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U.S. Meatpackers May Kill Fewer Hogs Than Forecast

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Oct. 26 (Bloomberg) -- University of Missouri livestock economist Ron Plain reduced his forecast for the U.S. hog slaughter in 2011 because of rising feed costs.

Meatpackers will process 110.2 million hogs next year, up 0.5 percent from an estimated 109.6 million in 2010, Plain said today in an interview in Chicago. Plain, who works at the university’s Columbia campus, said that he had forecast a 1.1 percent increase.

Corn is “no longer cheap,” Plain said. The cost of the grain has surged 38 percent this year. Hog kills still will increase because the industry remains profitable, he said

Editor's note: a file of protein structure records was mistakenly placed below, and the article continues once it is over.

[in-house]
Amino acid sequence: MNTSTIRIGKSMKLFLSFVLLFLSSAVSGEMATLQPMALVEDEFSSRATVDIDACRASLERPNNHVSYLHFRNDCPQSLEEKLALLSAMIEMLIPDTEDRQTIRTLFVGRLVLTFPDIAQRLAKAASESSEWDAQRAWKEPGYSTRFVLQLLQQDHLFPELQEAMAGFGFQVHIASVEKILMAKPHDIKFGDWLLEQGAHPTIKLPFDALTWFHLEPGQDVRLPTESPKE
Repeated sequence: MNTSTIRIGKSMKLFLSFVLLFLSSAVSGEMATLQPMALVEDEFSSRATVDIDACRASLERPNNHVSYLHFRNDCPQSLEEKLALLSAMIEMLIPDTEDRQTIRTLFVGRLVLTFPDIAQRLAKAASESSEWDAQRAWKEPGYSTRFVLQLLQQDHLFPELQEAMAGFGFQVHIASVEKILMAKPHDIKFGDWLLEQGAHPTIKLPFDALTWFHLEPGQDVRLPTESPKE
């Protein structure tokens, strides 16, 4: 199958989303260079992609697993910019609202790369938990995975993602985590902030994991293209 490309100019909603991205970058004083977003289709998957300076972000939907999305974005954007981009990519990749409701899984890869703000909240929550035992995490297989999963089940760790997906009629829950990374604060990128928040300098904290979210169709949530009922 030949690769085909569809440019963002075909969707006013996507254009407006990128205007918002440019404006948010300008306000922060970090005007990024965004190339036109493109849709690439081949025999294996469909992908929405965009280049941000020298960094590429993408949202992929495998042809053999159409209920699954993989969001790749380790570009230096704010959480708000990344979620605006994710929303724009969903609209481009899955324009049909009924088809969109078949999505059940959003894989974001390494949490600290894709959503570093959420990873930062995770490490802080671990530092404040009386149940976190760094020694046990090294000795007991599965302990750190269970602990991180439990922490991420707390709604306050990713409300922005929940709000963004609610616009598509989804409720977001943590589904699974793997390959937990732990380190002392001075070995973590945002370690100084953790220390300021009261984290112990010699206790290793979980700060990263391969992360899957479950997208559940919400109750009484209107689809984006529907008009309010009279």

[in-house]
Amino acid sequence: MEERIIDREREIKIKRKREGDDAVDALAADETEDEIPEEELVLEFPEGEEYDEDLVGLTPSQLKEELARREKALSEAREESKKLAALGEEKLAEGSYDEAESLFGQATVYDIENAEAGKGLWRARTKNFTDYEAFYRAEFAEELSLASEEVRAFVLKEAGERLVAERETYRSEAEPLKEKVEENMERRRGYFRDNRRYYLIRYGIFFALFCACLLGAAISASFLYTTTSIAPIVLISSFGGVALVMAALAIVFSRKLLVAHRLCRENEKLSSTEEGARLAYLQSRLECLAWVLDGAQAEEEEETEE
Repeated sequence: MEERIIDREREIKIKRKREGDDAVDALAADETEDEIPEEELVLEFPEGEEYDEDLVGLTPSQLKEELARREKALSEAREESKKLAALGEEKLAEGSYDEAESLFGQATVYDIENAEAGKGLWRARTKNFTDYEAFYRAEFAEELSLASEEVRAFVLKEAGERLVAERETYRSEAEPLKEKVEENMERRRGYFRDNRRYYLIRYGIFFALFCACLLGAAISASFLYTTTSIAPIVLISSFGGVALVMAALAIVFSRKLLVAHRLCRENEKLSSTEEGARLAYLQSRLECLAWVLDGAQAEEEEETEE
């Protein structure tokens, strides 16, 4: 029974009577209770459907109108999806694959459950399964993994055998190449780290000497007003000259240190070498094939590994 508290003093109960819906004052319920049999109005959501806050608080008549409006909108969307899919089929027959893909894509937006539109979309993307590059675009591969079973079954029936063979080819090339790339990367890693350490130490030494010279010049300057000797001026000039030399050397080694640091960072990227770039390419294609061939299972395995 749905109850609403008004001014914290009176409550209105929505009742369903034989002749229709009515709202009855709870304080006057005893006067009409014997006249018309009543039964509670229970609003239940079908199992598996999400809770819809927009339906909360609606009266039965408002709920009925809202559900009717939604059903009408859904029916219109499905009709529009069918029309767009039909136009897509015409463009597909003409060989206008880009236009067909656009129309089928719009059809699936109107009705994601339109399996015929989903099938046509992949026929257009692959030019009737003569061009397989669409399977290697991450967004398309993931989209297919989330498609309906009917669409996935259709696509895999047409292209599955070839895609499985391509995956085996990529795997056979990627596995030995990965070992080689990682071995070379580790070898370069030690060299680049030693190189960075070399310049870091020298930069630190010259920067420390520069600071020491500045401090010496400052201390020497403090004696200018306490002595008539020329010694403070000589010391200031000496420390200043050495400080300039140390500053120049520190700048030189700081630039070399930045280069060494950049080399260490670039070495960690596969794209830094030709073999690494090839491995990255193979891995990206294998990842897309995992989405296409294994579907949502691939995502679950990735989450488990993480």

“We made good money this year,” Plain said. “It’s going to be a profitable year, so we’re going to have a few more hogs next year.”

Hogs in Iowa and Minnesota will range from $73 to $76 per carcass hundredweight, Plain said. The negotiated base price will be $73 per carcass hundredweight in 2010, he said.

To contact the reporter on this story: Elizabeth Campbell in Chicago at ecampbell14@bloomberg.net

To contact the editor responsible for this story: Patrick McKiernan at pmckiernan@bloomberg.net

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